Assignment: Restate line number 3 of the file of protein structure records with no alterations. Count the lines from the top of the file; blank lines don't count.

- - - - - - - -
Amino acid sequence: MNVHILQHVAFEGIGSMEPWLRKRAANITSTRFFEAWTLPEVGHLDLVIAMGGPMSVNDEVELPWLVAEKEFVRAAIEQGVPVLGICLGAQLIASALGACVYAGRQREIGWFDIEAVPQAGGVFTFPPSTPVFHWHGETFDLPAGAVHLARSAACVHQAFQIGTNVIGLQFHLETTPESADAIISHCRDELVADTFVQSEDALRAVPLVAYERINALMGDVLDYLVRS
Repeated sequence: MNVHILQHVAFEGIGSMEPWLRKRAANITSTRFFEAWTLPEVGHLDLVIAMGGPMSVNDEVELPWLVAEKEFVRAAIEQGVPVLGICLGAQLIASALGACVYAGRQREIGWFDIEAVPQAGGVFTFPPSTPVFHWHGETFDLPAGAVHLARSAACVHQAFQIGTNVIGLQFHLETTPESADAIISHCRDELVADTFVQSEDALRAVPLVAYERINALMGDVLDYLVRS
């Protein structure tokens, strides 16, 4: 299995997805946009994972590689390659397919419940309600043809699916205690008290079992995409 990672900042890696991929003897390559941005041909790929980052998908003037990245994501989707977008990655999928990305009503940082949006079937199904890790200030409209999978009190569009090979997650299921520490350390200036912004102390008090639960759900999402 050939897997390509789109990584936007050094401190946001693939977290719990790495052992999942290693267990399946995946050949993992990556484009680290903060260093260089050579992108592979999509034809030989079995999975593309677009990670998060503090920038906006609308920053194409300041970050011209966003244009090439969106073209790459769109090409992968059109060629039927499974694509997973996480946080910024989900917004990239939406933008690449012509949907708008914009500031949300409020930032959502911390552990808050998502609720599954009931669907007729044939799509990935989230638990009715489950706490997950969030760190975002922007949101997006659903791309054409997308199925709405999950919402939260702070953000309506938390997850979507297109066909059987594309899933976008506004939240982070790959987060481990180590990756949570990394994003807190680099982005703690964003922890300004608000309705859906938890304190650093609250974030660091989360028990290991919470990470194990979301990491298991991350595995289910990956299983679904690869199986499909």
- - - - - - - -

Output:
């Protein structure tokens, strides 16, 4: 299995997805946009994972590689390659397919419940309600043809699916205690008290079992995409 990672900042890696991929003897390559941005041909790929980052998908003037990245994501989707977008990655999928990305009503940082949006079937199904890790200030409209999978009190569009090979997650299921520490350390200036912004102390008090639960759900999402 050939897997390509789109990584936007050094401190946001693939977290719990790495052992999942290693267990399946995946050949993992990556484009680290903060260093260089050579992108592979999509034809030989079995999975593309677009990670998060503090920038906006609308920053194409300041970050011209966003244009090439969106073209790459769109090409992968059109060629039927499974694509997973996480946080910024989900917004990239939406933008690449012509949907708008914009500031949300409020930032959502911390552990808050998502609720599954009931669907007729044939799509990935989230638990009715489950706490997950969030760190975002922007949101997006659903791309054409997308199925709405999950919402939260702070953000309506938390997850979507297109066909059987594309899933976008506004939240982070790959987060481990180590990756949570990394994003807190680099982005703690964003922890300004608000309705859906938890304190650093609250974030660091989360028990290991919470990470194990979301990491298991991350595995289910990956299983679904690869199986499909």